European Forum Alpbach 2020
From the “Reception” to the Forum Alpbach Network (FAN) Booth in the “Lounge” on Hopin, a student of the Population and Development programme, Goodnews Israel Oshiogbele, had a great maiden experience at the European Forum Alpbach (EFA) 2020 which held virtually from August 23rd to September 3rd, 2020.
Foremost, the European Forum Alpbach is an annual conference that brings together students, academics, artists, politicians, and representatives from business and society under a single platform that allows them to discuss a wide range of pertinent issues that affect Europe and the world at large. This year’s edition was the first online event and the 75th anniversary of the EFA.
Without much ado, I would like to point out some keynotes from three topics that were discussed by four experienced/scholarly speakers at the Forum. Firstly, Antonio Guterres (UN Secretary-General) spoke on “Multilateralism and a U.N. for Today and Tomorrow.” He emphasized on the need to: rescue, renew and reset the economies; consider climate risk in all that we do; work together, calling for a new social contract for education, digital technology, even sharing of opportunities, etc.; accept and make multilateralism more inclusive for businesses, civil societies and other parties. According to him, global governance depends on global solidarity.
Secondly, Ban Ki-Moon (UN Secretary-General 2007-2016) spoke on “How to Save the World – Youth Activism in the Spotlight.” He began by point out that the climate is having a “fever.” According to him, Africa and the global south contributed the least to global warming but are most vulnerable to climate change and are often excluded from discussions. Women are more vulnerable to exclusion than men; and when women (who make up half the population) and young people are included in decision-making, that gives 75% of the population.
I am forever grateful to the Robert Bosch Foundation for sponsoring my ticket (full scholarship) to this year’s virtual Forum, and for granting me the privilege of becoming a member of the prestigious Bosch Alumni Network
Goodnews Israel Oshiogbele
So, hand in hand, we must fuse forces and focus on what is common to save our planet. We should be global citizens working together to save the planet. Through the right education, we must foster global citizenship in the youth for a more inclusive and harmonious world. Most importantly, because we have not been using our resources properly, we should listen closely to what Mother Nature is trying to say through these events (pandemic and disasters). Quoting the Pope, he said, "Nature never forgives, God always forgives. People sometimes forgive, but Nature doesn't. This pandemic is clearly a message from nature". He opined that we can still save the planet if we start now. Another speaker, Vanessa Nakate (a Climate activist from Uganda), said that we have to place the need of people at the center of all of our concerns; to her, people cannot be “okay” when our planet is on fire and our problems are increasing because of our unsustainable activities.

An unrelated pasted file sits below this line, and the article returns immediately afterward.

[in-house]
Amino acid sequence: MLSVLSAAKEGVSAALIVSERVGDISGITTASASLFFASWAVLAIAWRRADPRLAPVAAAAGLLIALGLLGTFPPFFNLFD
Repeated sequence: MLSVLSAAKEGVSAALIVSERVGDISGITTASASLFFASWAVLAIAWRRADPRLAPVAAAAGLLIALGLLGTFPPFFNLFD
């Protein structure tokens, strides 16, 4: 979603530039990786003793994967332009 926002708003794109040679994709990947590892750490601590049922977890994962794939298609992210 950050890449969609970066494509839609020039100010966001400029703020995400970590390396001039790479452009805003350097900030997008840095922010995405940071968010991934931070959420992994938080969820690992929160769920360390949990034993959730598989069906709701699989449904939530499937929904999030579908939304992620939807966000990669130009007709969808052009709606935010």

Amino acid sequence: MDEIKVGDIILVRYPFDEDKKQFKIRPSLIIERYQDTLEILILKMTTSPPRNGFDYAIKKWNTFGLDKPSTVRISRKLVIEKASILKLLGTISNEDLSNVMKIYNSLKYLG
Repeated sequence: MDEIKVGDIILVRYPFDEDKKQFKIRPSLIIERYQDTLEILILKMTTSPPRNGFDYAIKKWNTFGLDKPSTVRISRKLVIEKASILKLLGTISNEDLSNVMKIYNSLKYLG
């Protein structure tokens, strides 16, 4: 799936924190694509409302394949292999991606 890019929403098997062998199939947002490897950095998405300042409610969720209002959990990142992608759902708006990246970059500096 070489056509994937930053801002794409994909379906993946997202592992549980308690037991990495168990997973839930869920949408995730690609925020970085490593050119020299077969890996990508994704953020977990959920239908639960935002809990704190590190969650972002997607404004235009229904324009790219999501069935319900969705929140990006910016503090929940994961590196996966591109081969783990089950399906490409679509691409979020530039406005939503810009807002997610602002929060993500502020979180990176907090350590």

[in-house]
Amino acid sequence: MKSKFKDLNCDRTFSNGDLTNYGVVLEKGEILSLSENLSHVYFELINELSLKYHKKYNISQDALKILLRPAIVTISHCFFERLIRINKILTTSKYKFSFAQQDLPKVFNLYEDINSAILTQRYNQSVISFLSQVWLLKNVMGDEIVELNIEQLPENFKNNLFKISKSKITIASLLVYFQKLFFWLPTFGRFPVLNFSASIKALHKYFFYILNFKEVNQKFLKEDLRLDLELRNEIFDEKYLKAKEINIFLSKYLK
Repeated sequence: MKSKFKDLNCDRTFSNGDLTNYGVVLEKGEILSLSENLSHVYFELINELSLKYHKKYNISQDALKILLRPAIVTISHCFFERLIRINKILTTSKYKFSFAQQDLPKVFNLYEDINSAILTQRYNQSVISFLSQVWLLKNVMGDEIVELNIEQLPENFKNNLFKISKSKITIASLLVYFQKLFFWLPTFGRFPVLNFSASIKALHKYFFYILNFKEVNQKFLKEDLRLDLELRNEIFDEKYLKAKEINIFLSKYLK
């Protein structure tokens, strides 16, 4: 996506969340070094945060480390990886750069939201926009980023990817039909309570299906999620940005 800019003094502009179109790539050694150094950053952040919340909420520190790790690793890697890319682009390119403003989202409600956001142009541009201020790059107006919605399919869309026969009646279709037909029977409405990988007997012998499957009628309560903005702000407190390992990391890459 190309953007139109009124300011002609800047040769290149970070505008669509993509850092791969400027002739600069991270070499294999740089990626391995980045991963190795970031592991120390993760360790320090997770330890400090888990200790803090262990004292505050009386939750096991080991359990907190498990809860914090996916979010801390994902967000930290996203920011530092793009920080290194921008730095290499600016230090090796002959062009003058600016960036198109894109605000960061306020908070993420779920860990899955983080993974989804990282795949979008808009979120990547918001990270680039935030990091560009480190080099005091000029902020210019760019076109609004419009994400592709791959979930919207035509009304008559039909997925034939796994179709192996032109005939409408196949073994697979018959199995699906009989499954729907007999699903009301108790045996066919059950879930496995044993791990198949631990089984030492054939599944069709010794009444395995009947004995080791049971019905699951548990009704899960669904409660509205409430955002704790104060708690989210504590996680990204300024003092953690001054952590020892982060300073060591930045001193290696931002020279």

Lastly, on the topic of “Individual Resilience and Global Pandemics,” Professor Didier Sornette (an expert in Geophysics, Complex Systems and Financial Economics), explained that the ongoing pandemic is a real test of the resilience of human societies. To him, a decay of global individual health resilience caused by cumulative multi-factor pollution and so-called modern ways of life has made the whole population susceptible to COVID-19. Therefore, to ensure that we have resilient societies, we must prioritize green economic development and training on individual responsibility while taking new risks.
Now there were several personal moments about the experience that I will not forget in a hurry. Especially, my participation in the 24 hours reading of the book, 1984 by George Orwell, and the talk I prepared and delivered on “A Second Today for Tomorrow” during ‘The Stage is Yours’ session at the FAN Booth on the 12th day were very special moments for me. During my talk, I explained how fundamental it is for educational systems globally to be centered on skills-based learning so that every second a child spends at school is spent learning what will indeed be useful for them to fit into society and gain employment through the possession of relevant and up-to-date skills after school.
I am forever grateful to the Robert Bosch Foundation for sponsoring my ticket (full scholarship) to this year’s virtual Forum, and for granting me the privilege of becoming a member of the prestigious Bosch Alumni Network. I am grateful to my professors, especially the Academic Supervisor of the Population and Development programme (Associate Professor Vladimir Kozlov), for their impacts on my academic life thus far as a student of the Higher School of Economics – without them, I could not have had the courage to actively participate and represent our great University at the Forum this year.
In closing, the lessons I learned during the forum have enhanced my conversations with my relations, peers, colleagues, associates and professors. My future plans have been aligned by this encounter. I want to keep spreading these ideas to the world around me and beyond so that through collective efforts, inclusive multilateralism and pro-environmental behaviour, we would have a faster and sustainable recovery from this pandemic and more resilient society.
Goodnews Israel OSHIOGBELE,
second-year Master’s student of Population and Development at HSE University;
and Member, Forum Alpbach Network (FAN) and the Bosch Alumni Network (since 2020).